The government may be coming for higher education's funding but it seems that it will leave the sector's quangos alone. Reports on 24 September revealed that 94 quangos and other public bodies are under review, while 177 are certain to be axed. However, the Higher Education Funding Council for England is on the list of bodies to be retained, as are the seven research councils. After the Comprehensive Spending Review, there will be plenty to occupy the research and funding councils in working out how to allocate what remains.
What does former National Union of Students president Wes Streeting have in common with Tony Blair, Vince Cable and Sarah Brown? All have been given odds of 100-1 to succeed Ed Miliband as the next Labour Party leader. The odds quoted by bookies Ladbrokes put Mr Streeting above yesterday's man Gordon Brown (200-1), but below comeback king Lord Mandelson (33-1). The former NUS head, who is now a Labour councillor in the London Borough of Redbridge, did his best to deflate rising expectations. Tweeting about the odds on 25 September, he said: "PMSL (pissed myself laughing) - don't waste your money!!"
London Metropolitan University, the University of Gloucestershire and the University of Cumbria could disappear in plans to allow the "weakest" higher education institutions to fail. The coalition government has already made known its willingness to allow universities to go bust, in contrast to the Labour government's aim of propping up troubled institutions. The Daily Telegraph said on 25 September that it "understood" officials believe the new rules "could undermine" London Met, Gloucestershire and Cumbria. However, the paper provided little hard evidence for its story, which appeared to be an opportunity to give the financially troubled institutions yet another kicking.
Tuition fees could rise to £10,000 a year as the teaching budget is slashed by two-thirds and state funding for arts and humanities degrees ends entirely. These predictions appeared in a report on 26 September on the likely recommendations of Lord Browne's review of fees and funding, scheduled to be unveiled in October. It was reported that David Willetts, the universities and science minister, is discussing with the Treasury cutting £3 billion (64 per cent) from the teaching budget. Research would lose £1 billion of its £6 billion funding. According to the unsourced predictions, universities would be able to charge £7,000 - or £10,000 if they take on the risk of students failing to repay the extra £3,000 of state-backed loans.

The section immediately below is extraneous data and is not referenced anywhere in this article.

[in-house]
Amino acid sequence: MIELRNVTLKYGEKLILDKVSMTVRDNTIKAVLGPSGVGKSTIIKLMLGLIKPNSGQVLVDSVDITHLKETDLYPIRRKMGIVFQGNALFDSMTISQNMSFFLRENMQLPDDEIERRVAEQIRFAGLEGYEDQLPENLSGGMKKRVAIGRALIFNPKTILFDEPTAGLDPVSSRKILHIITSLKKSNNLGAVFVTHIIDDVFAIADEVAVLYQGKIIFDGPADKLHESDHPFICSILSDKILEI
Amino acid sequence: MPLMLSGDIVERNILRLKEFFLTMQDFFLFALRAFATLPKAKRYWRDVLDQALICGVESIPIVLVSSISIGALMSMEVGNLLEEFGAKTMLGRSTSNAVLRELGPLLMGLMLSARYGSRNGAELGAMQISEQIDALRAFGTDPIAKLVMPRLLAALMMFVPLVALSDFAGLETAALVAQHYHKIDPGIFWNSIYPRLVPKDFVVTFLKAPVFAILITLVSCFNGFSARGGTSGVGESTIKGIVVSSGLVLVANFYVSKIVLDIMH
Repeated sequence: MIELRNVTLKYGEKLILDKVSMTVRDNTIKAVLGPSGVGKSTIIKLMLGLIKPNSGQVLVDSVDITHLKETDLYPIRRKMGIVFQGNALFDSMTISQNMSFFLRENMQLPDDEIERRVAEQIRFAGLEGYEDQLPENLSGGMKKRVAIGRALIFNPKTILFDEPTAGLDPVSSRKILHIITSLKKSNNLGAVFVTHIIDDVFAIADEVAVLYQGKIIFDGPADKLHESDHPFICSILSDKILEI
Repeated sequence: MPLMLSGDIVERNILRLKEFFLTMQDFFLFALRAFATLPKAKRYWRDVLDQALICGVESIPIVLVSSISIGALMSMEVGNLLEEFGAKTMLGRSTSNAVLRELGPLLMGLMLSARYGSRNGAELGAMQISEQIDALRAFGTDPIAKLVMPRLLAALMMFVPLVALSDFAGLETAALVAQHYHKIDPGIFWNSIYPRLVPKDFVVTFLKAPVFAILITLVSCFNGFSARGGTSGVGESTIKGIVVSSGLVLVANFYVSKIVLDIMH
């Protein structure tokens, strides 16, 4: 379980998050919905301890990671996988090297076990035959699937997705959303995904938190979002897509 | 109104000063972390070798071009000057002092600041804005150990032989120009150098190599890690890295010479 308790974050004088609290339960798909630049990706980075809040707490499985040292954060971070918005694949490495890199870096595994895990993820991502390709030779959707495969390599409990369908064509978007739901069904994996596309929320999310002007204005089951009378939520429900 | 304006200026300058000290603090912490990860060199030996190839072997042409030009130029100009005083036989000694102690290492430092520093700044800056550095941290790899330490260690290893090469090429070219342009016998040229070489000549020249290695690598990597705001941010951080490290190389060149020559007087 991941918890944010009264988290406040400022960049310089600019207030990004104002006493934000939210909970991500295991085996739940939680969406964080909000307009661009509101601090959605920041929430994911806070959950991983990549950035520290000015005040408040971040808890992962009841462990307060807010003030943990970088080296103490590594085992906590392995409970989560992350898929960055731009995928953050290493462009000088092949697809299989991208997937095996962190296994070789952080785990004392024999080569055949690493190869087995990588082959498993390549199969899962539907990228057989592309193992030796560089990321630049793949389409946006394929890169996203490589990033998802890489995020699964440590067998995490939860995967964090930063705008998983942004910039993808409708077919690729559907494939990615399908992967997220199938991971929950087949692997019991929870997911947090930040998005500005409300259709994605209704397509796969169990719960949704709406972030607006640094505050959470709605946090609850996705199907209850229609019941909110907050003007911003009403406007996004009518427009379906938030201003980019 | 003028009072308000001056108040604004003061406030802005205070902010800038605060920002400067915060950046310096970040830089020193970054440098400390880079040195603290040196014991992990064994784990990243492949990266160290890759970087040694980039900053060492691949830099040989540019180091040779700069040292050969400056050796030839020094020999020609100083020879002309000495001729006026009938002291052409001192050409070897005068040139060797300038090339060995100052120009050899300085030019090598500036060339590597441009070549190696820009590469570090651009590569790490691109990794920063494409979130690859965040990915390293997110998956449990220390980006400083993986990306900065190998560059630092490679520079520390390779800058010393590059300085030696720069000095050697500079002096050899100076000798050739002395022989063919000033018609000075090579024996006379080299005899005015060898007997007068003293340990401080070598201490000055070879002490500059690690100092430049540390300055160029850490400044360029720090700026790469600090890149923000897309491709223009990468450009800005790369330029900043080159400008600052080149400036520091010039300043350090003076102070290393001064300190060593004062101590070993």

Scientists calling for their government funding to be protected have joined the long list of people who make the Daily Mail angry. The newspaper has started a "Whinge Watch" column, attacking the BBC's "biased" reporting of planned cuts. On September, it cited the lack of challenge to warnings against science cuts made on Radio 4's Today programme by Lord Krebs, chairman of the House of Lords Science and Technology Committee, and Malcolm Grant, provost of University College London. The newspaper said government grants were "just part of the equation", alongside the "huge proportion" of science funding that comes from the private sector. "A brain drain has been predicted for at least the last 50 years, during which time British scientists have cracked the DNA code, created the World Wide Web and mapped the human genome," it added.
A university in Pakistan has introduced a strict dress code for female students in what it claims is an attempt to discourage fashionable outfits. The Khyber Pakhtunkhwa Agricultural University told female students they will face disciplinary action if they turn up in trendy clothes, it was reported on September. The students must wear a loose knee-length white overall, white trousers and scarf. Shad Khan Khalil, the university provost, said he was attempting to prevent a class divide as middle- or lower-middle-class students "cannot afford to wear new and fashionable clothes every other day". No mention was made of the fashion sense of staff.
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